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(zoology) An organ in invertebrates that is sensitive to light.
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(botany) A bud on a tuber, such as a potato.
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(meteorology) The relatively calm area at the center of a hurricane or similar storm.
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An organ through which animals see.

Bright lights really hurt my eyes.

noun
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The visual sense.

The car was quite pleasing to the eye, but impractical.

noun
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Attention, notice.

That dress caught her eye.

noun
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The ability to notice what others might miss.

He has an eye for talent.

noun
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A meaningful stare or look.

She was giving him the eye at the bar. When the car cut her off, she gave him the eye.

noun
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A private eye: a privately hired detective or investigator.
noun
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A hole at the blunt end of a needle through which thread is passed.
noun
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A fitting consisting of a loop of metal or other material, suitable for receiving a hook or the passage of a cord or line.
noun
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The relatively clear and calm center of a hurricane or other such storm.
noun
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A mark on an animal, such as a peacock or butterfly, resembling a human eye.
noun
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The dark spot on a black-eyed pea.
noun
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noun
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(informal) The dark brown center of a black-eyed Susan flower.
noun
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A loop forming part of anything, or a hole through anything, to receive a rope, hook, pin, shaft, etc. — e.g. at the end of a tie bar in a bridge truss; through a crank; at the end of a rope; or through a millstone.
noun
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That which resembles the eye in relative importance or beauty.
noun
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Tinge; shade of colour.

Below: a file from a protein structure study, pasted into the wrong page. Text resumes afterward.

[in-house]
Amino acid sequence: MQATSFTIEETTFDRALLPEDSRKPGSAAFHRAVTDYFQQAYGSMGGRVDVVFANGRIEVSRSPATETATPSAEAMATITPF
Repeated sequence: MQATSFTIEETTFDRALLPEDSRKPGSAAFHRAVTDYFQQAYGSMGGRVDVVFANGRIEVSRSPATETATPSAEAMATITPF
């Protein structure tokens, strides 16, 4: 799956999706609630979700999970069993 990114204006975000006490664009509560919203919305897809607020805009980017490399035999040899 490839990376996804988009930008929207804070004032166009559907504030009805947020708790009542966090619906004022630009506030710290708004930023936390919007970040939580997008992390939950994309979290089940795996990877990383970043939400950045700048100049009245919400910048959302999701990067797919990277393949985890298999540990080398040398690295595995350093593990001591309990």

noun
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(An organ that is sensitive to light, by which means animals see): ocellus.
hyponyms
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To observe carefully.

After eyeing the document for an hour she decided not to sign it.

They went out and eyed the new car one last time before deciding.

verb
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To view something narrowly, as a document or a phrase in a document.
verb
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To look at someone or something as if with the intent to do something with that person or thing.
verb
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An eye of pheasants.

noun
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(UK, colloquial) The comedic magazine Private Eye.
pronoun
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(UK) The London Eye, a tourist attraction in London.
pronoun
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The faculty of seeing; vision.
noun
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A photosensitive device, such as a photoelectric cell.
noun
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(informal) A detective, especially a private investigator.
noun
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all eyes
  • Fully attentive.
idiom
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an eye for an eye
  • Punishment in which an offender suffers what the victim has suffered.
idiom
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clap
  • To look at.
idiom
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eye to eye
  • In agreement:
    We're eye to eye on all the vital issues.
idiom
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have eyes for
  • To be interested in.
idiom
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have (one's) eye on
  • To look at, especially attentively or continuously.
  • To have as one's objective.
idiom
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(nautical) in the eye of the wind
  • In a direction opposite that of the wind; close to the wind.